I work at a University and have been asked to research wikis and blogs. I'm not sure yet how the school wishes to incorporate them into the school site. I was wondering if anyone had some reasons why or why not wikis would be the way to go vs blogs. I'm concerned that too many students would rather deface the site then add to it. Since wikis are built on a sort of trust system, I don't know if students in college would be able to follow that well.
So is a wiki the wrong choice for this type of situation?
How can anyone tell? You haven't really said what you want to accomplish with the wiki or blog.
If your sole concern about wikis is lack of access control, then look to a WikiClone that offers some such means. MoinMoin, for example, lets you set up default access controls, but also allows you to override that on any page via the standard web interface.
Difference between a Wiki and a Blog
[You cannot compare blogs and wikis. They serve two different purposes: Blogs are diaries and wikis are for collective discussion of different subjects. It's like choosing between bringing the kids to a theatre performance or to the movies. Each has its own value.]
You can compare wikis and blogs, although it is
like comparing movies and theatre performances. However, the difference is not between "diaries" (blogs) and "collective discussions" (wikis). There are many blogs that are 1) not diaries and 2) designed to act as "collective discussions" via commenting. Most politician-supported blogs (such as BlogForAmerica?
) are like this.
The main difference between wikis and blogs is the authoring model. Blogs have a top-down authoring approach, meaning that a relatively small number of people have 100% control over the creation and editing of new content, which is then read and commented upon by the masses. Wikis, on the other hand, are read, edited, and managed by the masses, making it a bottom-up authoring approach.
So in the end, you need to analyze your publishing model. Do you have a small group of people who want a large amount of control over the content that is published, or do you want your site to be built and managed by your "readers"? Of course, there are wikis that can work in a blogish way and vice versa, but most people will save time and effort using the right tool for the job. -- TomPurl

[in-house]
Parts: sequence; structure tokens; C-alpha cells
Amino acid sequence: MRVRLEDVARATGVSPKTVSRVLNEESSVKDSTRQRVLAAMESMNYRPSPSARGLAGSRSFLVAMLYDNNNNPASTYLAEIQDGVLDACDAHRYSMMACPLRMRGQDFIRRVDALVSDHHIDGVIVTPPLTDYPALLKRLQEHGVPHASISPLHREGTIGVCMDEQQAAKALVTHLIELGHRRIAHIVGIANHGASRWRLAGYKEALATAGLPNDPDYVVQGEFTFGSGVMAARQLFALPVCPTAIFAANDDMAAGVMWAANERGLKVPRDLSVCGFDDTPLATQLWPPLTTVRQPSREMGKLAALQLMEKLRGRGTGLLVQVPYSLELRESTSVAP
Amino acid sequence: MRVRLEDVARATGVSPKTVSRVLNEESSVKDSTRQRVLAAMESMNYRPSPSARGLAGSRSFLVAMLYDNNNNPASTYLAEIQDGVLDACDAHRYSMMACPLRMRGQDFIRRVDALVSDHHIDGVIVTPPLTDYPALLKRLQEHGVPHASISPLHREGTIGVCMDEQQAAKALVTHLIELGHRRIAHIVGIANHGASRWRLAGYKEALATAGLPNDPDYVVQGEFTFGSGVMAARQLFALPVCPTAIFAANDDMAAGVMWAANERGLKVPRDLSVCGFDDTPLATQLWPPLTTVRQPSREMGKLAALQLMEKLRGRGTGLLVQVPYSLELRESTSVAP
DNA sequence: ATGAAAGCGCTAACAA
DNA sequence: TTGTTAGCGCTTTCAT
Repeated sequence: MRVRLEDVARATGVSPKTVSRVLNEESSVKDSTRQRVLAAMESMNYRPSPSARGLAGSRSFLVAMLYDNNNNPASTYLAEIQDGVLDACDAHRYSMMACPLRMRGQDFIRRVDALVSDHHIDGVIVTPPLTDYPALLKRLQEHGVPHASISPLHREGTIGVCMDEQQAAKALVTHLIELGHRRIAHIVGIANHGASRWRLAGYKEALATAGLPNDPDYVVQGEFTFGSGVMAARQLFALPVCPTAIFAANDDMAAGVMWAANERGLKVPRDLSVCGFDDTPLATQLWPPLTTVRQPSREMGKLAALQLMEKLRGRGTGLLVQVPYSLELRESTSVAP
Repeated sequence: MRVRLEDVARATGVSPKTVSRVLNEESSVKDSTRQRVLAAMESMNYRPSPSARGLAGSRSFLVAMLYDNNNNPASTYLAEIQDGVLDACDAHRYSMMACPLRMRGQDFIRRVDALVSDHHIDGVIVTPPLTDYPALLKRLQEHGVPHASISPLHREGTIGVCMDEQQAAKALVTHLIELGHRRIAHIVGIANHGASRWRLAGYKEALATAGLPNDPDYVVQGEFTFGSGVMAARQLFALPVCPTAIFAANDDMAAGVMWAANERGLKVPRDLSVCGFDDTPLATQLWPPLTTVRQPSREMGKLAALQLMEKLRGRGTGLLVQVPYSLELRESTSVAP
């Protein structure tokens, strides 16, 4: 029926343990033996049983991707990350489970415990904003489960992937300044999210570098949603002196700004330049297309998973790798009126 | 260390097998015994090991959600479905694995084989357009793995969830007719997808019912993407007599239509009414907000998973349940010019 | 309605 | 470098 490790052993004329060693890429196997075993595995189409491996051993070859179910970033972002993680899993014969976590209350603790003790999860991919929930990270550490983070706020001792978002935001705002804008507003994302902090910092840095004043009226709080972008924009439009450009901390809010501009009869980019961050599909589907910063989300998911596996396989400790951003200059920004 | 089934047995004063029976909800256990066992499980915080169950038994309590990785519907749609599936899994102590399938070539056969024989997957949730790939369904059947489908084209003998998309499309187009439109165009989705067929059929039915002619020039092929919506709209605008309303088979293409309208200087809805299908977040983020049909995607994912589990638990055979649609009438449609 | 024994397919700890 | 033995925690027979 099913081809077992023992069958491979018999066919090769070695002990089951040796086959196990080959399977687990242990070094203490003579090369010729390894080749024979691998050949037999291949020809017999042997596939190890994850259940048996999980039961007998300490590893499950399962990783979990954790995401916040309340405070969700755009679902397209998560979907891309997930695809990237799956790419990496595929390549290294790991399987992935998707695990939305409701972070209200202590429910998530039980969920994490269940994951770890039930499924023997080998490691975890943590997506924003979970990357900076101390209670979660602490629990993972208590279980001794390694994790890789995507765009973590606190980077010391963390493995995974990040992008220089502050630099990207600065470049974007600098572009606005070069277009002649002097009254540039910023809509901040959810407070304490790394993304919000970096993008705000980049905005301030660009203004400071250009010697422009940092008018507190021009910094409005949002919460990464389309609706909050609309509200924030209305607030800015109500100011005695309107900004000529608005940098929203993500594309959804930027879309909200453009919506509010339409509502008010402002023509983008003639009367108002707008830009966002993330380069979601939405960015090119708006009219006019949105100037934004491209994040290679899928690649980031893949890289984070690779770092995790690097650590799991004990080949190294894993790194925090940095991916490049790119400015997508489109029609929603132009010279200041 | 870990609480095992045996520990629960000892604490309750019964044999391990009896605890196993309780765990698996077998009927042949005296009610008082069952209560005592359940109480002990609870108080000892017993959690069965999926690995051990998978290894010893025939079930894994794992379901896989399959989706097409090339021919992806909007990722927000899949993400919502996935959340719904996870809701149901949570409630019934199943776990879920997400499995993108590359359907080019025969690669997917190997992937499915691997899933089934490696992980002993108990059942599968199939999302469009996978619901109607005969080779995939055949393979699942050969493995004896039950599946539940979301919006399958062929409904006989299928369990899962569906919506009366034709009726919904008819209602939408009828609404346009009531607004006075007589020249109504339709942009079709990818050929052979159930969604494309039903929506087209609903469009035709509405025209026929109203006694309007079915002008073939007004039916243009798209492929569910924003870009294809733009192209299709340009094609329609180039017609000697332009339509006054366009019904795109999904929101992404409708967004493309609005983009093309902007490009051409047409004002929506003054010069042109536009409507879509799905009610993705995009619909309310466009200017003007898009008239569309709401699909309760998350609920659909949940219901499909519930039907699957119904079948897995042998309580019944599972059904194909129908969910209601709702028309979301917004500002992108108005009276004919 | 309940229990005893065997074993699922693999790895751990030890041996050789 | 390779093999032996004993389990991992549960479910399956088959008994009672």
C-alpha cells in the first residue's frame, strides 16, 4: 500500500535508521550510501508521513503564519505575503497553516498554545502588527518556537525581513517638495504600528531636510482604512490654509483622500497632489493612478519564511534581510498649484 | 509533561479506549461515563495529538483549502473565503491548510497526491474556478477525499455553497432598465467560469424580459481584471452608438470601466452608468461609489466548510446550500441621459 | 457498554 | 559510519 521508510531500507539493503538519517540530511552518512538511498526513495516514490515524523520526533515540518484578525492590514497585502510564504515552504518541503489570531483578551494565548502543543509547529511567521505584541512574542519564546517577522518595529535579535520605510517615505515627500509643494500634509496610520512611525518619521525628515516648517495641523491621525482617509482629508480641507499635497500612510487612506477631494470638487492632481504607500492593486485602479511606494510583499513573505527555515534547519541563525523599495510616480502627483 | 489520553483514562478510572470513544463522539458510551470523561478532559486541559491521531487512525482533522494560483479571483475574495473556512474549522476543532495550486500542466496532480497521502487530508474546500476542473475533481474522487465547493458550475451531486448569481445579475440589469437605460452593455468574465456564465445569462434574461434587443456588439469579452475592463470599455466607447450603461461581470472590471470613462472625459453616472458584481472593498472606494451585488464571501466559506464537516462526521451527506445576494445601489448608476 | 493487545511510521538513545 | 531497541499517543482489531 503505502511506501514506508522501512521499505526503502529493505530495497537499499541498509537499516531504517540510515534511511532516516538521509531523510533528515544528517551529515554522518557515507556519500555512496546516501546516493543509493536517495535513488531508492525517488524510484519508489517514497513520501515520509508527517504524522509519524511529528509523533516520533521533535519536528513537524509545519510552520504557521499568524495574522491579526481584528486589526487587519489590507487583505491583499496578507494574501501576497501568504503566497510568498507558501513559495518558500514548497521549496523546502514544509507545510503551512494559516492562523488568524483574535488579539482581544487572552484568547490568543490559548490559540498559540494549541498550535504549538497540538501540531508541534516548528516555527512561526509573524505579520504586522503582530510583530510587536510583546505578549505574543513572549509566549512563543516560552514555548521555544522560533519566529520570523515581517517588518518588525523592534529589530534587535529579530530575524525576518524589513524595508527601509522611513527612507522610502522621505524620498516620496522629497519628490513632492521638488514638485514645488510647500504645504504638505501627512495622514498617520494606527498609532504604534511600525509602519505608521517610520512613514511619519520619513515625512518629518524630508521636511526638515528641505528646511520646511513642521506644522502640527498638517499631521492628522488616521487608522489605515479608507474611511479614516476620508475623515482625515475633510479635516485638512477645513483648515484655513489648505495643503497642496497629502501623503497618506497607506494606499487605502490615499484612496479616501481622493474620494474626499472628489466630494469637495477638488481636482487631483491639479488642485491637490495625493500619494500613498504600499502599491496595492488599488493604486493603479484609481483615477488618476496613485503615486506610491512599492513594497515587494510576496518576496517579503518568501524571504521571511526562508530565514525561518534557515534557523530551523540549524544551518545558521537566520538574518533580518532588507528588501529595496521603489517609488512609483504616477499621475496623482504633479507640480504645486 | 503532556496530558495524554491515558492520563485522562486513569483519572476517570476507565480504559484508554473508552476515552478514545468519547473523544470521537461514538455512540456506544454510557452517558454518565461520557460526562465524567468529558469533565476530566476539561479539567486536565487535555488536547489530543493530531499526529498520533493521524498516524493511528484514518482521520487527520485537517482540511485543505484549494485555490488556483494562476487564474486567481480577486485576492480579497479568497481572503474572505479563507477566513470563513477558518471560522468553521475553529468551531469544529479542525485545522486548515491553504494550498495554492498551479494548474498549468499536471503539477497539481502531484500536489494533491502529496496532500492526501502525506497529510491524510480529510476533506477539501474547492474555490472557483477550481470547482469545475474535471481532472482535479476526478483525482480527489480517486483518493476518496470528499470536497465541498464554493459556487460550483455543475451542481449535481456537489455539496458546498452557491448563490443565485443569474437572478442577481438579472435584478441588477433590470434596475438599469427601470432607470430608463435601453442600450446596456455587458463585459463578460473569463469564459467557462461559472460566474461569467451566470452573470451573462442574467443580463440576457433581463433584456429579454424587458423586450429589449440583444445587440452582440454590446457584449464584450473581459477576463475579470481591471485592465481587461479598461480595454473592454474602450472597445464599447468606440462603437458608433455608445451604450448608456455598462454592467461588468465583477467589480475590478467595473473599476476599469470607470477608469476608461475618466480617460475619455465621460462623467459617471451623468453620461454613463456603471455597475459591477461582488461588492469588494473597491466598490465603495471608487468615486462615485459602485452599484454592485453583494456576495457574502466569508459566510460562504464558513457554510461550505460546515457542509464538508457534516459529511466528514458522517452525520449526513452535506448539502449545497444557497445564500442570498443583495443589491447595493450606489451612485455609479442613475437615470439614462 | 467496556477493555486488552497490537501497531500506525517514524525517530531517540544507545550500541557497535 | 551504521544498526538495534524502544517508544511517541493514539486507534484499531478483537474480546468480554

What about a bliki? See http://martinfowler.com/bliki/ for example. I think the salient difference is that Blogs are linear by date and wikis are hypertext. I use a wiki for my blog.
Not sure who wrote the above comment. I also use a bliki and created a small WikiPage
briefly describing what a bliki is and some possible reasons for using one: http://wiki.sourcextreme.org/index.php/Bliki
My actual BlikiPage
is at the following location: http://wiki.sourcextreme.org/index.php/Bliki:Jason
Google can probably also tell you a number of people who use a WikiEngine
for blogging. A number of other people use MediaWiki
this way for example.
-- Cheers, JasonNocks
Tendency toward isolation
While not strictly relevant, I offer this as a data point: Another lecturer and I have used a wiki in a final year class on Artificial Intelligence, with a cohort of approximately sixty students. The students were required to submit an essay assignment as a Wiki page or set of pages. This was quite successful, with no deliberate defacement. The students appeared to respond well to this, and the feedback was positive. The most significant problem, if any, was that although we encouraged the students to cross-reference (link to) each other's work, they tended not to - with a few exceptions, each student's work tended to be a WalledGarden unto itself. Of course, this is true here as well. I frequently find myself scrambling to remember enough of a WikiPage I saw three weeks ago in order to search for it and create an appropriate link; often as not I can't find it and the concept or whatever remains unlinked. I'm sure there's a WikiWord that describes this effect in detail, but I ran across it three weeks ago and now I can't find it.
That was my reason to support the proposal of a wiki search page, where one could provide what clues one remembered of a page and hope somebody else would remember it (only after exhausting one's own search options, of course). But that proposal was turned down (with references to PleaseDoMyHomeworkForMe
). I think that page doesn't exist any more (at least, I cannot find it any more). -- GunnarZarncke
(I'd like to give a RefactoringHint?
for these two paragraphs, but obviously there is no place for it any more.)
(db)The reference to PleaseDoMyHomeworkForMe is totally silly. You are not asking anyone to do your homework. You
did your homework and this is as far as you were able to go. This is why you need help. Online communities are precisely set up so that we help each other. Brandishing a PleaseDoMyHomeworkForMe for someone who needs help is silly, inconsiderate and impolite. Often times when I program, I am stuck. I ask help from friends at a chat. They provide help. I'm thankful to them and the next time someone needs help, I help them. In this case, Gunar, not only didn't you get help but you were barred from getting help. Not acceptable.
How does this work, Gunnar?
Quite well for the first question (AwikiOrAblog
), but less so for my point (LostPageHelp?
Hi, have a look at
EDU is the short for 'education' and tiki is an abbreviation of TikiWiki. Since october 2002 TikiWiki is used in several educative contexts and this website is dedicated to help that use and gather useful components to make it easier.
''We are in the stage of improving the main collaborative webspace environment which offers AulaWiki?
This is a preliminary topic map. Please enhance it or suggest how to enhance it.''
and maybe this article is relevant to your research: